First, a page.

and 'Child' after examples of the Ruckers
(Also available in kit form)
the Flemish virginal looks like nothing so much as an elongated linen
closet. Open, the visual effect is striking. The keyboard is surrounded
by decorative block printed papers of the sort the Ruckers would have
used. These papers also cover the front of the case and line the inside
of the fallboard as well as the case above the soundboard, and the interior
of the lid. The possibility of adding mottoes to the lid and fallboard,
and painting figures of flowers and birds on the soundboard should not
be overlooked. Although sober, even somber, with the lid down and the
fallboard up, the effect sought by the old makers was a riot of color
and detail when the instruments were open to be played.
virginals emerged in the 17th century as two distinct instruments depending
on which side of the front of the instrument the keyboard was located.
Those with keyboard positioned to the right were known as muselars
(above). These instruments, by plucking the strings close
to their center points, produced a round, fluty sound of unusual power.
The spinet, whose keyboard lies to the left of the center (left),
produces a sound approaching that of the wing-shaped harpsichord of
the period. (Sound samples.) Explained simply,
with the keyboard to the left, the spinet's jacks pluck the
strings at points similar to those that would have been found in an
instrument with a bentside.
ottavino or "child" is a diminutive spinet virginal
whose construction generally parallels that of its larger relative.
The main difference lies in the fact that, rather than being recessed,
the keyboard of the ottavino projects between two scrolls from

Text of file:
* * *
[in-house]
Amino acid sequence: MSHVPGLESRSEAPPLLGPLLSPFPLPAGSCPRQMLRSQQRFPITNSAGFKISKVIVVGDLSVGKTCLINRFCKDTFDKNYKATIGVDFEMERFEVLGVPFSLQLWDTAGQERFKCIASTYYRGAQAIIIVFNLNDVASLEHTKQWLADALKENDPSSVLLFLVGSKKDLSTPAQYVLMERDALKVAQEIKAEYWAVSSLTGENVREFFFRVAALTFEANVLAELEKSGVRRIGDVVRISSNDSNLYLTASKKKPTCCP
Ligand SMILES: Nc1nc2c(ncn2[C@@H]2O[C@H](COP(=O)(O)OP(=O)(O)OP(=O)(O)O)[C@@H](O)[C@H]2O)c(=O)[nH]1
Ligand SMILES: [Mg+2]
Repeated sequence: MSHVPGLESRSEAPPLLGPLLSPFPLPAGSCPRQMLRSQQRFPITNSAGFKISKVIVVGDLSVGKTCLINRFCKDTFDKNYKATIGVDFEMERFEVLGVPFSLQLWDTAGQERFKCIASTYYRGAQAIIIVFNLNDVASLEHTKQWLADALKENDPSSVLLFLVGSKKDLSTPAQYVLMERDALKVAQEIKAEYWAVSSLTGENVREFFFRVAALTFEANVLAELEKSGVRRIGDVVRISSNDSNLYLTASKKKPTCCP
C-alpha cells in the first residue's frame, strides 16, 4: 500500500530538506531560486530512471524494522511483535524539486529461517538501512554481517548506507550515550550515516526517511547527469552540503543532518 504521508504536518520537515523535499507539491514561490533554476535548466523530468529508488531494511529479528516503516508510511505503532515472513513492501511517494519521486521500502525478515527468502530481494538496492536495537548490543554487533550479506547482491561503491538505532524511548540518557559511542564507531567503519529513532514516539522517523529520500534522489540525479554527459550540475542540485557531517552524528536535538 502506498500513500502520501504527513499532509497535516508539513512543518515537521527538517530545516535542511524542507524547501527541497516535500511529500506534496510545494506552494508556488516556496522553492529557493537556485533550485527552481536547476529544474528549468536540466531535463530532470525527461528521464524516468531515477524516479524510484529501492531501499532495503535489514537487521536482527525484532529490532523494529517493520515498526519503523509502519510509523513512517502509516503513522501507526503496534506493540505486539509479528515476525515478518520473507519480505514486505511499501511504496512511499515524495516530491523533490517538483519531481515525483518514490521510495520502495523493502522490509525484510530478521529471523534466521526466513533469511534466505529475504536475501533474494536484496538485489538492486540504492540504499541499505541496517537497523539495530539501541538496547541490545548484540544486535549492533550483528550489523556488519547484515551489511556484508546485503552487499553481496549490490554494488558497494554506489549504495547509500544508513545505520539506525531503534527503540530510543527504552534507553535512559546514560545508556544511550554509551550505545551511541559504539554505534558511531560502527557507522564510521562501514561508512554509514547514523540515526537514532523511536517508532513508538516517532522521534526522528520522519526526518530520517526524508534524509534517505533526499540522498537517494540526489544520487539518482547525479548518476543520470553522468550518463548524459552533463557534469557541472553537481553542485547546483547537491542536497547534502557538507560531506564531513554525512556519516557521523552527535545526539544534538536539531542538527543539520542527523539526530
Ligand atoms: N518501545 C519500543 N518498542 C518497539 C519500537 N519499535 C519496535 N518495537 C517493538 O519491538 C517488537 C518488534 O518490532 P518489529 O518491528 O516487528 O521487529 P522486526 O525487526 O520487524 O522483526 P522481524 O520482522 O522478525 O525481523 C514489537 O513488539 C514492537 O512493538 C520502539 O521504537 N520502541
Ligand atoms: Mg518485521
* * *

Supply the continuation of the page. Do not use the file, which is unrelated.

one of the long sides of the virginal. It is made without a lid, has
a moulding of its own size that runs completely around the top of its
four straight sides, and is intended to be covered with block printed
papers all around.
its name would imply, the ottavino is pitched one octave higher
than either the spinet or muselar or, in the parlance,
at four-foot pitch (photo,
below). It stores easily in the body of the large virginal, hence
the term from the old Flamands, "Mother and Child." It can
be played either by itself on a table, or, if placed atop the large
virginal from which the jack rail has been removed, it may be played
from the lower instrument's keyboard. In the latter case, one is playing
a double-manual virginal disposed 1 x 8', 1 x 4' on the lower manual
and 1 x 4' on the upper. The only manner of uncoupling the two instruments
is to lift the ottavino off its mother and replace the mother's
Flemish Virginals & Ottavino – Offering
You can hear excerpts from a demonstration
CD we have prepared for these instruments:
A Note About The Files ~
all mp3 files are equal! The sound of a harpsichord is particularly
difficult to compress satisfactorily. The bit rate we have chosen
for these samples is the lowest that reproduces the original recording
with negligible loss. Download times will vary widely depending
on your setup and the quality of your connection. On a 28K
Internet connection, the shorter sound sample may take from about
5 to over 10 minutes to download. If you have a fast connection (T1,
cable modem, DSL) please try the long sample - you may expect download
times substantially under a minute.
~ Problems Playing the File ~
If you cannot play the file through your web browser, PC users with
the Microsoft browser can right click on the link, then choose the
"Save target" option to download the file, then use an MP3
player (or a the Windows media player) to listen to it.
now have available two demonstration CDs
of the Flemish Mother and Child virginals. The first, recorded
in analog stereo in 1982, documents both muselar
& spinet types. The second CD, recorded digitally in 2003,
is devoted solely to the Muselar.
(Each CD is $10.00 ppd. in U.S.). Please -inquire via our
to text above)